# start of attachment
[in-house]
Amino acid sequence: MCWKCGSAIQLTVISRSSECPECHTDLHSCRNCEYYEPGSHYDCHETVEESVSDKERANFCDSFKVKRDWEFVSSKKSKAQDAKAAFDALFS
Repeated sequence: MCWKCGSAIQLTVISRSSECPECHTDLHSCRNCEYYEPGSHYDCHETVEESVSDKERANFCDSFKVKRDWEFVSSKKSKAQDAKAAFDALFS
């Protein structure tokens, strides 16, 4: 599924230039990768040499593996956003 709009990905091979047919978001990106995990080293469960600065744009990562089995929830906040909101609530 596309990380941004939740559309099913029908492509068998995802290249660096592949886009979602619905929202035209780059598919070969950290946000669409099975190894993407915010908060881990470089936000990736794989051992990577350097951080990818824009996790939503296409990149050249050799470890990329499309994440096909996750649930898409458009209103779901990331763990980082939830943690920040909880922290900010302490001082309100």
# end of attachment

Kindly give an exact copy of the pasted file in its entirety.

[in-house]
Amino acid sequence: MCWKCGSAIQLTVISRSSECPECHTDLHSCRNCEYYEPGSHYDCHETVEESVSDKERANFCDSFKVKRDWEFVSSKKSKAQDAKAAFDALFS
Repeated sequence: MCWKCGSAIQLTVISRSSECPECHTDLHSCRNCEYYEPGSHYDCHETVEESVSDKERANFCDSFKVKRDWEFVSSKKSKAQDAKAAFDALFS
């Protein structure tokens, strides 16, 4: 599924230039990768040499593996956003 709009990905091979047919978001990106995990080293469960600065744009990562089995929830906040909101609530 596309990380941004939740559309099913029908492509068998995802290249660096592949886009979602619905929202035209780059598919070969950290946000669409099975190894993407915010908060881990470089936000990736794989051992990577350097951080990818824009996790939503296409990149050249050799470890990329499309994440096909996750649930898409458009209103779901990331763990980082939830943690920040909880922290900010302490001082309100």